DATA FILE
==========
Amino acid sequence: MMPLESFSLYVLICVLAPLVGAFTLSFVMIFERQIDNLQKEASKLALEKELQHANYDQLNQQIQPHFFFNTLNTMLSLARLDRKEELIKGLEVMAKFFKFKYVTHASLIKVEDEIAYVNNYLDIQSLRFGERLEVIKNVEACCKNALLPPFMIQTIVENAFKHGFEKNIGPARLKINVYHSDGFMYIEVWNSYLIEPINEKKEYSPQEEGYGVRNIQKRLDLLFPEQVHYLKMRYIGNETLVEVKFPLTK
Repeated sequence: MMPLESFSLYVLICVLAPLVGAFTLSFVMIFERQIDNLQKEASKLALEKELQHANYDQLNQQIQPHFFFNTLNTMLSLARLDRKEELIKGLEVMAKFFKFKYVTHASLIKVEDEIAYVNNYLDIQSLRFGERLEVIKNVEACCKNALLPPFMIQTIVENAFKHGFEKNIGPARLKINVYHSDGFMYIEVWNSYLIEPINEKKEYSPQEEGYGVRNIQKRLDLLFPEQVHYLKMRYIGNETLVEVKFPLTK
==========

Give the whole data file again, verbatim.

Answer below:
Amino acid sequence: MMPLESFSLYVLICVLAPLVGAFTLSFVMIFERQIDNLQKEASKLALEKELQHANYDQLNQQIQPHFFFNTLNTMLSLARLDRKEELIKGLEVMAKFFKFKYVTHASLIKVEDEIAYVNNYLDIQSLRFGERLEVIKNVEACCKNALLPPFMIQTIVENAFKHGFEKNIGPARLKINVYHSDGFMYIEVWNSYLIEPINEKKEYSPQEEGYGVRNIQKRLDLLFPEQVHYLKMRYIGNETLVEVKFPLTK
Repeated sequence: MMPLESFSLYVLICVLAPLVGAFTLSFVMIFERQIDNLQKEASKLALEKELQHANYDQLNQQIQPHFFFNTLNTMLSLARLDRKEELIKGLEVMAKFFKFKYVTHASLIKVEDEIAYVNNYLDIQSLRFGERLEVIKNVEACCKNALLPPFMIQTIVENAFKHGFEKNIGPARLKINVYHSDGFMYIEVWNSYLIEPINEKKEYSPQEEGYGVRNIQKRLDLLFPEQVHYLKMRYIGNETLVEVKFPLTK